Legislative Assembly for the ACT: 2019 Week 2 Hansard (19 February) . . Page.. 357 ..
Tuesday, 19 February 2019
MADAM SPEAKER (Ms J Burch) took the chair at 10 am, made a formal recognition that the Assembly was meeting on the lands of the traditional custodians, and asked members to stand in silence and pray or reflect on their responsibilities to the people of the Australian Capital Territory.
The Hon Gordon Scholes AO
Motion of condolence
MR BARR (Kurrajong—Chief Minister, Treasurer, Minister for Social Inclusion and Equality, Minister for Tourism and Special Events and Minister for Trade, Industry and Investment) (10.01): I move:
That this Assembly expresses its deep regret at the death of the Honourable Gordon Scholes AO, former Member for the Victorian seat of Corio and Minister for Territories from 1984 to 1987, and tenders its profound sympathy to his family, friends and colleagues in their bereavement.
I rise this morning on behalf of my Labor colleagues to express our deep regret at the death of the Hon Gordon Scholes AO, former member for Corio in the state of Victoria. Importantly for the ACT, he was Minister for Territories from 1984 to 1987.
Although he was a Victorian by birth and spent more than 25 years representing the electorate of Corio, Gordon Scholes had a very significant impact on the Australian Capital Territory in his lifetime. He was the Minister for Territories in the Hawke government, from 1984 to 1987. During that period Mr Scholes was instrumental in the process that led to the passage of the territory's constitution, the ACT self-government act, and indeed the very creation of this Assembly. Although he had retired from the ministry before the passage of the self-government act, his former senior private secretary, Michael Brown, wrote that it was Gordon "who all but made self-government a reality" during the term of the Hawke Labor government.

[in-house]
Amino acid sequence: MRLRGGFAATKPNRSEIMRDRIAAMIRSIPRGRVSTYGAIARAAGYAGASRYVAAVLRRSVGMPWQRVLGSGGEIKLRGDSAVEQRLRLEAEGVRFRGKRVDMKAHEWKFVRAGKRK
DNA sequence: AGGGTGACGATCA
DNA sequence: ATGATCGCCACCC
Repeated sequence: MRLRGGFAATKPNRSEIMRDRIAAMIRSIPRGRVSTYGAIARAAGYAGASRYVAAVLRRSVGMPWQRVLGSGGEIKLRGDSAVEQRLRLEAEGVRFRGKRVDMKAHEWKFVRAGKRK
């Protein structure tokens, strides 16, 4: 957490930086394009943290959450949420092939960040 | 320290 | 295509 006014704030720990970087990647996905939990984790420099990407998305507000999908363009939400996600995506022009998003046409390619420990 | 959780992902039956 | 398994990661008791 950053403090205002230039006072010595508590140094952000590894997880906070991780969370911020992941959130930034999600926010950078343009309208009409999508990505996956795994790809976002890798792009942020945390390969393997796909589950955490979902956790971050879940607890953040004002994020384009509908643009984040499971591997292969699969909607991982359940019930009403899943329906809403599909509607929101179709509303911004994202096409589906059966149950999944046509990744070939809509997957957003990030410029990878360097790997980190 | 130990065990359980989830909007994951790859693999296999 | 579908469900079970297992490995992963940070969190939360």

In an interview with the Old Parliament House political and parliamentary oral history project in 2010, Mr Scholes reflected on self-government for the ACT as being one of the significant aspects of his more than 25-year career as a member of federal parliament. This career included being Speaker on 11 November 1975, a very significant day in Australian political history—significant for many things, of course, as colleagues would be aware—but he was also in the chair when the House of Representatives passed the first, and still now only, successful censure motion against a Prime Minister, then Malcolm Fraser. I am not sure that our current federal parliament is quite at that point with the current Prime Minister, but that was a very significant moment in Australian political history.
Mr Scholes's career included serving as Minister for Defence in the first Hawke ministry and as Minister for Territories until his retirement from the ministry in 1987. He retired from the federal parliament at the 1993 election, having served the people of Corio for 25 years, and having played an important role in the history of Australian Capital Territory self-governance.